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Fuel cell guidelines support mobile PCs development

Posted: 27 Jun 2005 ?? ?Print Version ?Bookmark and Share

Keywords:fuel cell? mobile pc? stmicrolectronics?

Leading the effort to document requirements for powering mobile PCs, the Mobile PC Extended Battery Life Working Group has finally released its "Fuel Cell Guidelines for Mobile PCs" to the industry. The guidelines cover electrical, mechanical, control, thermal, environmental and regulatory aspects of fuel cells designed for mobile PCs.

The guidelines also address the challenges of creating both external fuel cells, which would emulate an ac adaptor and those of more integrated fuel cells for example, replacing the second battery some users insert into a media bay.

With the increasing availability of wireless network access through WLAN (WiFi) and innovations in thin and light form factors, consumers and enterprise users access their mobile PCs longer and longer for anytime, anyplace computing, entertainment and education. This has led to an increasing demand on battery life in mobile PCs.

"As the mobile PC power sources industry focuses on providing solutions for all-day computing and beyond, alternative solutions such as fuel cells will gain increasing importance," said Kamal Shah, manager, Mobility Enabling Initiative, Mobile Platforms Group, Intel Corp. and chairman of the Mobile PC Extended Battery Life Working Group. "This document guides fuel cell developers on what it takes to design fuel cells for all-day computing for mobile PCs."

Fuel cell technology promises to power mobile PCs for full working days and longer, freeing users from the need to search for power outlets to charge batteries. Instant refueling with cartridges could extend run time almost indefinitely.

Fuel cells, however, operate differently than a battery. Instead of storing and releasing charge, a fuel cell provides a steady supply of power generated from a fuel. The power consumed by notebooks is very uneven, driven by bursts of computing, spinning up of disk drives, and other such transient events. While the stored charge of batteries can easily match this varying demand, the steady power output generated by fuel cells needs careful management of the fuel cell system to match it to such variable power demands.

"Currently more than 60 organizations worldwide are working on Direct Methanol Fuel Cell (DMFC) technology for portable power applications. This momentum, in combination with the guidance of this working group which brings together Intel and other major companies in the mobile PC business, is a very positive impetus to the industry in its quest to develop portable fuel cells that meet the mobile users' desire for all day runtimes and 'anytime, anywhere' computing," said Jim Balcom, president and CEO of PolyFuel.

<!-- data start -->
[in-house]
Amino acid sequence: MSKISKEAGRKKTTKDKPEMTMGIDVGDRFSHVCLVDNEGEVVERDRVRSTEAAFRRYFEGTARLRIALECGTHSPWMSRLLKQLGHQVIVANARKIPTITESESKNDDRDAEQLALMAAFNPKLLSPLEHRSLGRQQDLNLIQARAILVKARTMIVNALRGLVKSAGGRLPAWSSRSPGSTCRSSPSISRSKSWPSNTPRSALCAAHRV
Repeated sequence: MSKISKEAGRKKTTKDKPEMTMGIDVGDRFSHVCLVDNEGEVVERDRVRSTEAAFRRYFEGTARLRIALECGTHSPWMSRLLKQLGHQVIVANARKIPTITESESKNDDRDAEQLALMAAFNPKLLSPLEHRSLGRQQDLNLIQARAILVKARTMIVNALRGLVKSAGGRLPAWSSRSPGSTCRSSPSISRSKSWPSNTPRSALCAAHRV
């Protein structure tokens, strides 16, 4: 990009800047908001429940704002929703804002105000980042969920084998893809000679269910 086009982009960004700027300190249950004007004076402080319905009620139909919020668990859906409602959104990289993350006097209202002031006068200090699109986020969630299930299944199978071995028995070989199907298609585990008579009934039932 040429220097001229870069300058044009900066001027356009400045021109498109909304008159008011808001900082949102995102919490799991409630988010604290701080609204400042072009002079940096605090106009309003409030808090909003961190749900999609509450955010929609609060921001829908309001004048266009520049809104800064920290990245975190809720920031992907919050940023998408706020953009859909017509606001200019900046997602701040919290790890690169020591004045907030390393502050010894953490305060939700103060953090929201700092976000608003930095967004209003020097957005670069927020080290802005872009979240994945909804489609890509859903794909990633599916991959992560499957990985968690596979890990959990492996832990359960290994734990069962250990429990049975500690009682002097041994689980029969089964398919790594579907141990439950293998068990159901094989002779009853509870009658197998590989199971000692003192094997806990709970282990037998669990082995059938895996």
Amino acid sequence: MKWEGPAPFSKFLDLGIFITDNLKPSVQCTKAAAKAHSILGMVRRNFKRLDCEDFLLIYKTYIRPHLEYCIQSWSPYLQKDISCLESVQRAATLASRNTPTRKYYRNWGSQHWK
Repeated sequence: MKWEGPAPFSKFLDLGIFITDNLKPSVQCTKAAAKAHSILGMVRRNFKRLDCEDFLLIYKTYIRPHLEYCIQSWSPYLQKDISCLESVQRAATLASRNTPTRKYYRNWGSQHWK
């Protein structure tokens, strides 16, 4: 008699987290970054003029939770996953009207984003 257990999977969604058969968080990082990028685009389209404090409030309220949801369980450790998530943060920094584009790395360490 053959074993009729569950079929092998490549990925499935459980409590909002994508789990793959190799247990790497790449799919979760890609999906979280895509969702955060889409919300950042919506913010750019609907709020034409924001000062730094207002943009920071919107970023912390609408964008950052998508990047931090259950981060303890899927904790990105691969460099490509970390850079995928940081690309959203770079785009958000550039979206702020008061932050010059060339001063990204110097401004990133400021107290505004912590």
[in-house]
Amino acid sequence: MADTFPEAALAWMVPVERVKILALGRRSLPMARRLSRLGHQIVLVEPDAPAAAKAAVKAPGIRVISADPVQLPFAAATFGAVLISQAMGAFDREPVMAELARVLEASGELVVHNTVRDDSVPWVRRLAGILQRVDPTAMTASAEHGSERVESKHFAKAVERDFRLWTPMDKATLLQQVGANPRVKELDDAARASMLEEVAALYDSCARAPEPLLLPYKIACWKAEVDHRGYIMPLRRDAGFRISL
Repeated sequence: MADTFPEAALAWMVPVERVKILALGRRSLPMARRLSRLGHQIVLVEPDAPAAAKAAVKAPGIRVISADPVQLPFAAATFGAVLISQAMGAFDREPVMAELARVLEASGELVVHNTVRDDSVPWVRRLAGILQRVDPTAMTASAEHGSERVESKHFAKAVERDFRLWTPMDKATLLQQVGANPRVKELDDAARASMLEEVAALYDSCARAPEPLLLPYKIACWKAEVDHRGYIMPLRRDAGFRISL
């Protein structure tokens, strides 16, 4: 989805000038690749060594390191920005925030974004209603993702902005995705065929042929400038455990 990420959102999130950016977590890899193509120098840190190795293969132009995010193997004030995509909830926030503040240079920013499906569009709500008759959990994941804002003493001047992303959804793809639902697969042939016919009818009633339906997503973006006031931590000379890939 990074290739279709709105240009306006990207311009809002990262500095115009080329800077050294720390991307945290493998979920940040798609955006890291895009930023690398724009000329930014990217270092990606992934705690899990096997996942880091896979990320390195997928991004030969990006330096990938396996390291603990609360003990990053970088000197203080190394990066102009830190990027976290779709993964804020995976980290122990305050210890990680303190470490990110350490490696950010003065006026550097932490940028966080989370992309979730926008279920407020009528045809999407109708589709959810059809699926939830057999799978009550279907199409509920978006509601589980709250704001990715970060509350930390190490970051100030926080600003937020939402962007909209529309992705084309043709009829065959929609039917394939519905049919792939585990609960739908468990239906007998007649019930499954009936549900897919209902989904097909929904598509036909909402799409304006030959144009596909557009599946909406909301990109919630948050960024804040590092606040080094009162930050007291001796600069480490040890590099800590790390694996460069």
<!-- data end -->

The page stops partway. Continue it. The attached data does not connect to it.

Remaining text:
The guidelines have been helpful to STMicroelectronics to simulate these variables.

"These comprehensive guidelines enabled us to evaluate the feasibility of fuel cell designs and the related power management for notebook PCs," said Nicola Tricomi, Segment Marketing Manager for Industrial and Power Conversion at STMicroelectronics.

At the heart of a fuel cell system is the fuel cell itself, surrounded by support components. Like a car engine, many fuel cell systems need a fuel pump, cooling, support electronics and a starter battery. A full system, in fact, will often be like the power system in a hybrid vehicle, with the engine (fuel cell) and a battery sharing the power demands. In total, it can be a complex system as noted by Millennium Cell.

"These guidelines are an invaluable source of information for companies working to provide all-day, integrated power sources for notebook computer users," said Gregory Smith, marketing director of consumer electronics for Millennium Cell. "We have made this information an integral part of our product development process."

"The first step in providing a fuel cell solution is to define the problem," said David McLeod, vice president of marketing and business development at Tekion Inc. "The Notebook PC Fuel Cell guidelines prepared by the Extended Battery Life Working Group does an excellent job in defining the problem and it is now up to the fuel cell community to come up with a solution."





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